For a lot of Oklahomans, the undeniable horribleness of horse slaughter is reason enough to maintain the state's ban on the grisly business.
But of course, meat production is an inherently unpleasant undertaking. Which raises the question: Are there other good reasons to continue the ban?
Apparently leaders and residents of Texas, Tennessee, New Mexico, Oregon and Missouri, among other states, seem to think so.
Evidence from the experience of the two states where slaughterhouses most recently operated is resurfacing and is proving to be persuasive in those states where new slaughterhouses are being proposed. Slaughterhouse plans have been proposed in about a half-dozen states, including Oklahoma, since Congress lifted the ban on domestic horse meat inspections in late 2011, which paved the way for their return in the U.S.
Water pollution, the never-ending stench of blood, waste and offal, wastewater system problems, extensive legal battles and the negative stigma that drives out other businesses are only a few of the long-running problems these communities had to endure, in some cases for decades.
Very little horsemeat is consumed in the U.S., which means Americans will be paying for inspections of facilities that slaughter horses for consumption in other countries if any new facilities are built here. Currently, more than 100,000 American horses a year are transported to slaughterhouses in Canada and Mexico that serve foreign markets. The fact that there is little oversight over these transports, though that's required by federal law, is reason to suspect there won't be adequate supervision of new slaughterhouses either.
Aside from the humane arguments against commercial slaughter - which are indeed compelling - there are equally compelling economic and environmental arguments.
In the wake of the federal action allowing horse slaughterhouses, several bills that would repeal the state's prohibition on the commercial slaughter of horses in Oklahoma are working their way through the Legislature. Other states have been contemplating such facilities, too, but generally the plans have been getting an unwelcome response.
A year ago in Mountain Grove, Mo., hundreds of area residents jammed a meeting room and booed and hissed as proponents of a horse slaughterhouse made their pitch. According to reports, the "egregious" damage done to the three communities that were near the now-closed facilities was persuasive in turning residents against the plan.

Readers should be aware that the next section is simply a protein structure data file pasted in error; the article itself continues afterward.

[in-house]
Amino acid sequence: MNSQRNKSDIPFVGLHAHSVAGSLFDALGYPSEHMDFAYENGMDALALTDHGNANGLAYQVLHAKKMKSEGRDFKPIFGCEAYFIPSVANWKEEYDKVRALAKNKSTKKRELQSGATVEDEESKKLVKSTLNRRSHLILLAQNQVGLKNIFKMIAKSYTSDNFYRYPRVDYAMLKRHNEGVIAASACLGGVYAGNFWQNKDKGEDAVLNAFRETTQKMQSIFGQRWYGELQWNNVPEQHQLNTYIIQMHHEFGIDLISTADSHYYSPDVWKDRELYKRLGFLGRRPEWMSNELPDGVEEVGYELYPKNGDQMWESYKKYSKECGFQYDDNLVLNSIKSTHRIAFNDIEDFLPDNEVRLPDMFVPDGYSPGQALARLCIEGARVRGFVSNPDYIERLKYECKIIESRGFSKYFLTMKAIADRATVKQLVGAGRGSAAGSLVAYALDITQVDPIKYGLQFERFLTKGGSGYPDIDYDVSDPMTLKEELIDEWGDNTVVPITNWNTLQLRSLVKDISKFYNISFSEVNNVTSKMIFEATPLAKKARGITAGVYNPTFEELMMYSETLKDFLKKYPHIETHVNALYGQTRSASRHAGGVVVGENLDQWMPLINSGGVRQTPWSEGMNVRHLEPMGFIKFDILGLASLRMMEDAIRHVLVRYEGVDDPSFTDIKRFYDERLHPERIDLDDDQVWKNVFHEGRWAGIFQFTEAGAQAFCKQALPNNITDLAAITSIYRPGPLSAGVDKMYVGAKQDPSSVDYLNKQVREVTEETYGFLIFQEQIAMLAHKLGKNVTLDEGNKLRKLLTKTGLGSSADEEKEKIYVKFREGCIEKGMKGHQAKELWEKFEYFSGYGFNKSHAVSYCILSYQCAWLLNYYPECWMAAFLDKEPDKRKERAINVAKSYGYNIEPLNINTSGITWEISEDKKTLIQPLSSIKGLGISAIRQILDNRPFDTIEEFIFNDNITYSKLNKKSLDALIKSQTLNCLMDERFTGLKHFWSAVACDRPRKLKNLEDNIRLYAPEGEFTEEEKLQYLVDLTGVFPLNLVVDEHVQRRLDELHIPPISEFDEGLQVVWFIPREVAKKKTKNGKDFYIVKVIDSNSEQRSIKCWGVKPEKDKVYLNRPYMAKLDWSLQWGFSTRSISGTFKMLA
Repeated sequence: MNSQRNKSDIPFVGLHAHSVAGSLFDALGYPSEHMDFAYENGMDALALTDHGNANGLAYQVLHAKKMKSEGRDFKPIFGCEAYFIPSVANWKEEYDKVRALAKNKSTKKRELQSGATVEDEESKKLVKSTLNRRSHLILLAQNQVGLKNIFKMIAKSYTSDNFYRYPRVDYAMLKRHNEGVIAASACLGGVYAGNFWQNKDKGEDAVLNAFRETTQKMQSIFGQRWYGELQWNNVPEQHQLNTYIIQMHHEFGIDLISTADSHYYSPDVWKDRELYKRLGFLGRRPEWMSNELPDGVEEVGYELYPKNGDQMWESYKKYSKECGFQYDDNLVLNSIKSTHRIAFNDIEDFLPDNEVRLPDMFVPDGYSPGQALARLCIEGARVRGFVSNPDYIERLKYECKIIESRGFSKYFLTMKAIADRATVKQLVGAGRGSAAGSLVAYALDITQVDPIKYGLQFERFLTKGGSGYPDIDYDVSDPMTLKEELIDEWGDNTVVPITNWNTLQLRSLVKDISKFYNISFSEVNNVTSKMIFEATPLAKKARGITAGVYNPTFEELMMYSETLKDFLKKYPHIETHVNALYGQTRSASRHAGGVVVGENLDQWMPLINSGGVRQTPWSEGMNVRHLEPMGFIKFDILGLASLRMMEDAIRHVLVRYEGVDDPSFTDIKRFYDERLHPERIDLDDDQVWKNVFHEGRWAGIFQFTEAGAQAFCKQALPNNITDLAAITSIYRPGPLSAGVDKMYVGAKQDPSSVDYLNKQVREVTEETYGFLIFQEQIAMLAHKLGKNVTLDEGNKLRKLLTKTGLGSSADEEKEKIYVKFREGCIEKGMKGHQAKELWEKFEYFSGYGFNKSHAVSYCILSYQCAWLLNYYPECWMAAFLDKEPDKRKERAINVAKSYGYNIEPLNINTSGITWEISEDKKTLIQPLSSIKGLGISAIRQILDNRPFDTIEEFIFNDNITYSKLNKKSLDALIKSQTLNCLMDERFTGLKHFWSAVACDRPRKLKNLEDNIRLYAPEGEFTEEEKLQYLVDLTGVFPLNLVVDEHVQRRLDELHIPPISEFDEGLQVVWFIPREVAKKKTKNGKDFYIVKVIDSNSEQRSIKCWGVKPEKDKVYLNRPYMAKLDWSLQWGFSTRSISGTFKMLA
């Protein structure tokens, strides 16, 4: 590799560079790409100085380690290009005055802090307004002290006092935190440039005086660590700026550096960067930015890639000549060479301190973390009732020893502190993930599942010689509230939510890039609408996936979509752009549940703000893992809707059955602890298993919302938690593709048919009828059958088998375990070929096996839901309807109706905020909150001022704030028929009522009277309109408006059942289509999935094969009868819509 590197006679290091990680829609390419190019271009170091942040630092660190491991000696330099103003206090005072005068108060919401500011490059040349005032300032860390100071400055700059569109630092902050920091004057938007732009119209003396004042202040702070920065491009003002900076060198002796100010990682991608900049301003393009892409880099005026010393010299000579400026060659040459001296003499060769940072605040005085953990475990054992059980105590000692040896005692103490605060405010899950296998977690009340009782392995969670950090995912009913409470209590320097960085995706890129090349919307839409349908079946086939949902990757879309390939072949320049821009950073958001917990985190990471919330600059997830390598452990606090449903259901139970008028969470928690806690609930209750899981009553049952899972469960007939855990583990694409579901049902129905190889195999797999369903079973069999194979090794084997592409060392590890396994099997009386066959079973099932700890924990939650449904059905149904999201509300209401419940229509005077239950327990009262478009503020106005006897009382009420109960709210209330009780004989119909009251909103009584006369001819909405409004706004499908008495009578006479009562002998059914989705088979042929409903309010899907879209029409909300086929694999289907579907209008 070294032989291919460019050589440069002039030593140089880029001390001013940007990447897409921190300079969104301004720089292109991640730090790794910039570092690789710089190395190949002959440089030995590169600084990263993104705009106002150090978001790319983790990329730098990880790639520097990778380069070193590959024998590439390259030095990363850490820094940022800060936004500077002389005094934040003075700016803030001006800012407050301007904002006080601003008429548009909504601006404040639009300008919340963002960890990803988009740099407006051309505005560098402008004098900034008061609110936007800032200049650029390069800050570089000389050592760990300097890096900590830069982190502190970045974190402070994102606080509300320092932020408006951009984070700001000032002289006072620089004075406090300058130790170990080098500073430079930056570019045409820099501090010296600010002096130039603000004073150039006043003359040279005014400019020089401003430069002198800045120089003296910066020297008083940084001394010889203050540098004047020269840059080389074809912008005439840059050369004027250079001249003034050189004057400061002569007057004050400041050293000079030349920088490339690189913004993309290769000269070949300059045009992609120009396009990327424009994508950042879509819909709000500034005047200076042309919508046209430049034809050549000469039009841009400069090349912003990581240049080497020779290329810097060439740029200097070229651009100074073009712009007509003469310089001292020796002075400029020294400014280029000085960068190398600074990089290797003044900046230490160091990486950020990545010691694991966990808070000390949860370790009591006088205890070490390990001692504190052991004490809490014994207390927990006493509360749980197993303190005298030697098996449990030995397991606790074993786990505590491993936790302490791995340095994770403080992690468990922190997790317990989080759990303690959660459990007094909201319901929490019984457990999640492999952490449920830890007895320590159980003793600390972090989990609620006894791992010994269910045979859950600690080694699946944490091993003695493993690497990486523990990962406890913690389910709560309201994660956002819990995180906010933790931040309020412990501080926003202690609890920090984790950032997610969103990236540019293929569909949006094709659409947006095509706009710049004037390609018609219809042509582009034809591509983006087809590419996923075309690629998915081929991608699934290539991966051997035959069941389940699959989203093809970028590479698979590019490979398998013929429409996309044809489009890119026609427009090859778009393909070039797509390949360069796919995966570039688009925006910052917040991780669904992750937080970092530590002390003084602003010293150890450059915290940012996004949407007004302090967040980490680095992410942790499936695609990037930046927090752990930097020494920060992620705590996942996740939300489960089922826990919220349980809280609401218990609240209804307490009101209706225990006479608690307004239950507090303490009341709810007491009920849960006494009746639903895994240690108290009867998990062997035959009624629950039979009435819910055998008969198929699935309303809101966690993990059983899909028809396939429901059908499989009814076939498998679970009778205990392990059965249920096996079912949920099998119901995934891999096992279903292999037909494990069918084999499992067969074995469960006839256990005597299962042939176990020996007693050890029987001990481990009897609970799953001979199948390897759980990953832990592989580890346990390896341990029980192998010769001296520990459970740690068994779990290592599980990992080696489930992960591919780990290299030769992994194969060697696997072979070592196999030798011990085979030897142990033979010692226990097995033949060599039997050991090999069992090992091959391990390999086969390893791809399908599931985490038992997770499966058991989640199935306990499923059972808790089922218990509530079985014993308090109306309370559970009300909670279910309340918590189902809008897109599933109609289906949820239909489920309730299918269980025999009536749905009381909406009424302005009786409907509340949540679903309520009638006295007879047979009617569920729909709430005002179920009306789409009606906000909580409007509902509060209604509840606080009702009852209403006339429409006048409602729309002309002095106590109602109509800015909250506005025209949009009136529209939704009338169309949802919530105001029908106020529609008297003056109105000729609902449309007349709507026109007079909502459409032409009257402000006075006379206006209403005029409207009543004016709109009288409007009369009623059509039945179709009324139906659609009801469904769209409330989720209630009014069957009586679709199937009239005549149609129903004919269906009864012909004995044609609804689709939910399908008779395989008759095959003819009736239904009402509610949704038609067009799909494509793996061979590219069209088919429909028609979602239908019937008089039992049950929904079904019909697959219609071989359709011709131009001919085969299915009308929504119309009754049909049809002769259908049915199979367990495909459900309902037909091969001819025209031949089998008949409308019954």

Last fall in Hermiston, Ore., residents also united to take a stand against a proposed plant. And this from townspeople who were OK with an Army chemical depot that "stockpiled rockets, bombs and land mines armed with nerve gas and mustard agents," according to the Oregonian.
Mayor Robert Severson said his town is the fastest-growing community in eastern Oregon, and that the slaughter plant might discourage other new businesses from locating there.
"I've had people come up to me and say, "Thank God that you took a stand against the horse slaughter plant," he said.
Last spring, New Mexico Gov. Susan Martinez and other state officials came out against a proposal to open a slaughterhouse there. And last fall, New Jersey Gov. Chris Christie signed a bill banning horse slaughter in that state.
But by far the most compelling arguments against the renewed efforts to open slaughterhouses come from someone who knows too well what the consequences can be. Paula Bacon, former mayor of Kaufman, Texas, wrote a letter to Missouri officials last year explaining in agonizing detail what her town endured for more than two decades. City leaders finally pursued legal action and succeeded in closing the plant down. Though the plant has been closed for half a decade, Bacon continues her crusade against them, driven by her city's dreadful experience.
She said the facility caused "significant and long-term hardship to my community," and "from the beginning ... caused problems both economically and environmentally."
She cited local documentation of "decaying meat (which) provides a foul odor and is an attraction for vermin and carrion," containers that carried "uncovered and leaking liquids," and "significant foul odors during the daily monitoring of the area."
The operator had "a very long history of violations to their industrial waste permit" and denied the city access to the property for required wastewater testing.
Reports from city inspectors found "blood flowing east and west in the ditches from (the) plant," and noted that cleanup did not occur for nearly two months.
"Your system has not improved and subsequently it has gotten a lot worse," wrote an inspector. And another: "Words cannot express the seriousness" of recent violations.
"Bones and blood lying in front of the facility" ended up in neighborhoring yards, attracting dogs and other animals.
The legal battles drained the city's resources, consuming the entire legal department budget of $70,000 one year.
Bacon also relayed similar experiences that occurred at plants in Fort Worth and DeKalb, Ill. All three of the plants are now closed.
"I have mentioned only the pollution issue, but this is but one negative aspect of horse slaughter," she continued. " ... Behind the privacy fences of these plants, trucks arrived continuously and on those trucks was every form of inhumane violation one can imagine, from mares birthing foals to horses with eyes dangling from their sockets and legs ripped from their bodies."
"The more I learn about horse slaughter, the more certain I am: There is no justification for horse slaughter in this country. My city was little more than a doormat for the foreign-owned business that drained our resources, thwarted economic development and stigmatized our community. ... There is no justification for spending American tax dollars to support this industry at the expense of Americans and our horses."